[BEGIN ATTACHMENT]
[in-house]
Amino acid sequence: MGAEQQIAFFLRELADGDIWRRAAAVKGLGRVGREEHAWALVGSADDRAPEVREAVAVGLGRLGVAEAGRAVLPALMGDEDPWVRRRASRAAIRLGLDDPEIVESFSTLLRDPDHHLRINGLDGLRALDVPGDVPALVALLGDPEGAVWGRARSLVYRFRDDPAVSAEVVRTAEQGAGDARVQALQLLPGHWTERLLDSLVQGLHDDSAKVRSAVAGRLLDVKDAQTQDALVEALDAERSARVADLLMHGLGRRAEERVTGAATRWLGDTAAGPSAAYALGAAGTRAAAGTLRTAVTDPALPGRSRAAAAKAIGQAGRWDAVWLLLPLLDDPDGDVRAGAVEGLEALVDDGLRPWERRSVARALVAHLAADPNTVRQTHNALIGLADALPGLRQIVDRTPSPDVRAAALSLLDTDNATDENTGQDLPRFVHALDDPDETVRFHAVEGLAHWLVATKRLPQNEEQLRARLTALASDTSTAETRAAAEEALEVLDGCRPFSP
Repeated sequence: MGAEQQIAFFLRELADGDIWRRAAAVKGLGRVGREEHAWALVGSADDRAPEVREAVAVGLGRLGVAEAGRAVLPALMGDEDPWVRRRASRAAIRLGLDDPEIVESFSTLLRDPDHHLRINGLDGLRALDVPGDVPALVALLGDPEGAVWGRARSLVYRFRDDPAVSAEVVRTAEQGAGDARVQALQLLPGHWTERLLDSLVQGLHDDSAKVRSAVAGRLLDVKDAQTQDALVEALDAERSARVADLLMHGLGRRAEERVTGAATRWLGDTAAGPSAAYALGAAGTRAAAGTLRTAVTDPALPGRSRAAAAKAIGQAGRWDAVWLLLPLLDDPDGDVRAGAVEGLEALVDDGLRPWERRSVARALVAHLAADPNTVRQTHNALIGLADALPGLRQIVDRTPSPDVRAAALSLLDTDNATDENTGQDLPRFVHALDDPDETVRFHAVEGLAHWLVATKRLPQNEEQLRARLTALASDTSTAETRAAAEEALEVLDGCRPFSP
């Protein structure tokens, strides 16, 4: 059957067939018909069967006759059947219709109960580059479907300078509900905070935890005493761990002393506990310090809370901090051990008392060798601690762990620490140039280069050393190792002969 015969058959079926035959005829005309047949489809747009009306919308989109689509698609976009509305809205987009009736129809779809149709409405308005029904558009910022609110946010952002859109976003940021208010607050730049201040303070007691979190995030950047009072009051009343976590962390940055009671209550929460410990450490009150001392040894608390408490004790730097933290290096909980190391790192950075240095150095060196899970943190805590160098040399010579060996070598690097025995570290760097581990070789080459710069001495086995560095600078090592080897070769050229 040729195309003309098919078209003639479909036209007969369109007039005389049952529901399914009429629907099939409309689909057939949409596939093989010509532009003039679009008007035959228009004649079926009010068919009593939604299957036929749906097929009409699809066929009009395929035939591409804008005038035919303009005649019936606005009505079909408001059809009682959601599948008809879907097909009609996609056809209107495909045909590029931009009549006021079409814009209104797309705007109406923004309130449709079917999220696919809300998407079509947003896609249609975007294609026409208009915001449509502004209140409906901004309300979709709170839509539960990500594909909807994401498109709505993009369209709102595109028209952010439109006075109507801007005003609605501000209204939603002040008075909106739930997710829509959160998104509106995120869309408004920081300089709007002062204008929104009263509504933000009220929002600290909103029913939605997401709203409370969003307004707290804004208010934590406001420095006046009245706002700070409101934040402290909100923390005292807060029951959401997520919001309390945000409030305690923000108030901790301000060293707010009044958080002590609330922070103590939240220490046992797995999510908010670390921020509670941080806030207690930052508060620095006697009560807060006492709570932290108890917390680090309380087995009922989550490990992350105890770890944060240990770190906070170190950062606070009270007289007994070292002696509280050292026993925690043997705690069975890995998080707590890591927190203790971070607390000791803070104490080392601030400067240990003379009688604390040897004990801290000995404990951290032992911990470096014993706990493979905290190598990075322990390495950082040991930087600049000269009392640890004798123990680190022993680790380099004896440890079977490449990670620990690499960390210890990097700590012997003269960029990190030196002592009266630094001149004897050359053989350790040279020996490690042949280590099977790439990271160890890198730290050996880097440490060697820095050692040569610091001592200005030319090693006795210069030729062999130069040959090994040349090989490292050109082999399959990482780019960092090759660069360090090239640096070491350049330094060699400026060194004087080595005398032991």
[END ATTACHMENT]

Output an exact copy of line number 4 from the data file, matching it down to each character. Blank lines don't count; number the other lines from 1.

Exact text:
């Protein structure tokens, strides 16, 4: 059957067939018909069967006759059947219709109960580059479907300078509900905070935890005493761990002393506990310090809370901090051990008392060798601690762990620490140039280069050393190792002969 015969058959079926035959005829005309047949489809747009009306919308989109689509698609976009509305809205987009009736129809779809149709409405308005029904558009910022609110946010952002859109976003940021208010607050730049201040303070007691979190995030950047009072009051009343976590962390940055009671209550929460410990450490009150001392040894608390408490004790730097933290290096909980190391790192950075240095150095060196899970943190805590160098040399010579060996070598690097025995570290760097581990070789080459710069001495086995560095600078090592080897070769050229 040729195309003309098919078209003639479909036209007969369109007039005389049952529901399914009429629907099939409309689909057939949409596939093989010509532009003039679009008007035959228009004649079926009010068919009593939604299957036929749906097929009409699809066929009009395929035939591409804008005038035919303009005649019936606005009505079909408001059809009682959601599948008809879907097909009609996609056809209107495909045909590029931009009549006021079409814009209104797309705007109406923004309130449709079917999220696919809300998407079509947003896609249609975007294609026409208009915001449509502004209140409906901004309300979709709170839509539960990500594909909807994401498109709505993009369209709102595109028209952010439109006075109507801007005003609605501000209204939603002040008075909106739930997710829509959160998104509106995120869309408004920081300089709007002062204008929104009263509504933000009220929002600290909103029913939605997401709203409370969003307004707290804004208010934590406001420095006046009245706002700070409101934040402290909100923390005292807060029951959401997520919001309390945000409030305690923000108030901790301000060293707010009044958080002590609330922070103590939240220490046992797995999510908010670390921020509670941080806030207690930052508060620095006697009560807060006492709570932290108890917390680090309380087995009922989550490990992350105890770890944060240990770190906070170190950062606070009270007289007994070292002696509280050292026993925690043997705690069975890995998080707590890591927190203790971070607390000791803070104490080392601030400067240990003379009688604390040897004990801290000995404990951290032992911990470096014993706990493979905290190598990075322990390495950082040991930087600049000269009392640890004798123990680190022993680790380099004896440890079977490449990670620990690499960390210890990097700590012997003269960029990190030196002592009266630094001149004897050359053989350790040279020996490690042949280590099977790439990271160890890198730290050996880097440490060697820095050692040569610091001592200005030319090693006795210069030729062999130069040959090994040349090989490292050109082999399959990482780019960092090759660069360090090239640096070491350049330094060699400026060194004087080595005398032991």